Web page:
• 14. Another interpretation to the experiment
    • The result does not necessarily mean that region is a site of STM storage
    • Many other regions of neocortex also show activation during the physical presence of a stimulus and provides possible neural basis for STM representations
    • There are increasing evidences suggesting that frontal activations reflect the operation of executive processes [including keep the representations in focus of attention]
  • 15.
    • And, modeling work and lesion data provide further support for the idea
      • The representations used in both STM and LTM are stored in those regions of cortex that are involved in initial perception and encoding
      • The frontal activations reflect processes involved in selecting this information for the focus of attention and keeping it there
  • 16. About information-specific buffers
    • This concept is used in Multi-store model, but unitary-store model also allow this
      • Separate resources(Cowan 2000)
      • Feature components(Lange & Oberauer 2005, Oberauer & Kliegl 2006)
    • Posterior regions are clearly differentiated by information type (e.g., auditory visual spatial)
    • And for unitary-store model, these information-specific properties occur at lower levels of perception and representations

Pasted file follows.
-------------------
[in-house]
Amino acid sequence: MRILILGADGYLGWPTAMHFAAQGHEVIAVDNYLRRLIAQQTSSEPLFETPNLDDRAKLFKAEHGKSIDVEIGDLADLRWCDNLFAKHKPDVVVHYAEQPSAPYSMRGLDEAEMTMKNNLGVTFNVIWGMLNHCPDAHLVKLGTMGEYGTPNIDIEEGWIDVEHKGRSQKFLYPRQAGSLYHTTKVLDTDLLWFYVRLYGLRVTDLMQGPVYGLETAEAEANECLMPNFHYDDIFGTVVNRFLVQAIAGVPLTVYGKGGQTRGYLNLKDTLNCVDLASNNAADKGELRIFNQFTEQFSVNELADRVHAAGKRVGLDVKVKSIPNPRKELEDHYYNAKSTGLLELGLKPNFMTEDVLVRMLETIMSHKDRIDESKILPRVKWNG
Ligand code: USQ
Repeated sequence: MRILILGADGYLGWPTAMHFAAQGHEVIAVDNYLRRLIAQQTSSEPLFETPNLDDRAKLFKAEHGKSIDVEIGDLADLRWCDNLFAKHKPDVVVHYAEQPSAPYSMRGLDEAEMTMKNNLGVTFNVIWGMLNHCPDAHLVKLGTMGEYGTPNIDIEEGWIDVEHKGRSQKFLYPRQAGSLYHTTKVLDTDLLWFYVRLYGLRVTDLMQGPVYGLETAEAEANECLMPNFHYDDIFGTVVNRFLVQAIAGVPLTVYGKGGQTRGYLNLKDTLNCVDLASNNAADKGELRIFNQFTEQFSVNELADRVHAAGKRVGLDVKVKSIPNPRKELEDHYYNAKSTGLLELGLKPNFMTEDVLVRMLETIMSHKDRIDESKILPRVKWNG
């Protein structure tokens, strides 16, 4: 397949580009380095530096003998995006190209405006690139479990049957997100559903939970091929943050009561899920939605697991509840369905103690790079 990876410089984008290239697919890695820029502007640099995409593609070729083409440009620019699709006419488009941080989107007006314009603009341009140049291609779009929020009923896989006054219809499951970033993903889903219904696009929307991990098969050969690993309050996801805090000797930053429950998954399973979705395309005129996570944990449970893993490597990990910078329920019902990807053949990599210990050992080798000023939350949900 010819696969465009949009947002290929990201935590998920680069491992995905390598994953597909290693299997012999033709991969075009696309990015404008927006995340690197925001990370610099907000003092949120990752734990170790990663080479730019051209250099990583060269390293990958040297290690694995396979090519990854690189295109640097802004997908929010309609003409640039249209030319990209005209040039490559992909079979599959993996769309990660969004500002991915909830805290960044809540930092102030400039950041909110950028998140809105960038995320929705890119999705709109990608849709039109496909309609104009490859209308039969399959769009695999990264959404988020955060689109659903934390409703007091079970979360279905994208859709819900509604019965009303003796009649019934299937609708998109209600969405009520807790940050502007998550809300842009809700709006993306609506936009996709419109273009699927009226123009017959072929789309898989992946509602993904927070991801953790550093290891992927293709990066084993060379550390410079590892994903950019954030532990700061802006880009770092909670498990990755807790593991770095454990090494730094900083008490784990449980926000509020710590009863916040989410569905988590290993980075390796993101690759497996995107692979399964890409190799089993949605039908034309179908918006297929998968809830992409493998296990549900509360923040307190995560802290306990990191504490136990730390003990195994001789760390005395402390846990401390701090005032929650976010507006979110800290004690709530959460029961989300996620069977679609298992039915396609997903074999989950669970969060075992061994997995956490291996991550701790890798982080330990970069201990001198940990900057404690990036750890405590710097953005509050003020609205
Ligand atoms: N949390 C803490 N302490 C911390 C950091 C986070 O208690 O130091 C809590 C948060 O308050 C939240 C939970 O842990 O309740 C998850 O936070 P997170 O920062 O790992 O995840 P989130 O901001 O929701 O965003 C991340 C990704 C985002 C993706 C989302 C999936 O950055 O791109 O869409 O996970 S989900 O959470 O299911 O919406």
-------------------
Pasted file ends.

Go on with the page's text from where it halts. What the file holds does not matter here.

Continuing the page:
• 17. Controversies over capacity
    • STM capacity is a prominent issue for both multi-store model and unitary-store model
    • To unitary-store models, capacity is the limit that how many number of items can be activated in LTM, which can also thought of as the bandwidth of attention
    • Many unitary-store models differ in this bandwidth
  • 18. The classic seven plus or minus two
    • Is an overestimate
      • Because it is based on studies that allowed participants to engage in processes of rehearsl and chunking
      • Reflected contributions of both the focus and LTM
  • 19. Magic number 4
    • Cowan(2000) suggested a limit of approximately 4 items based on performance discontinuities
    • Early behavioral evidence came from studies showing sharp drop-offs in performance at 3 or 4items on short-term retrieval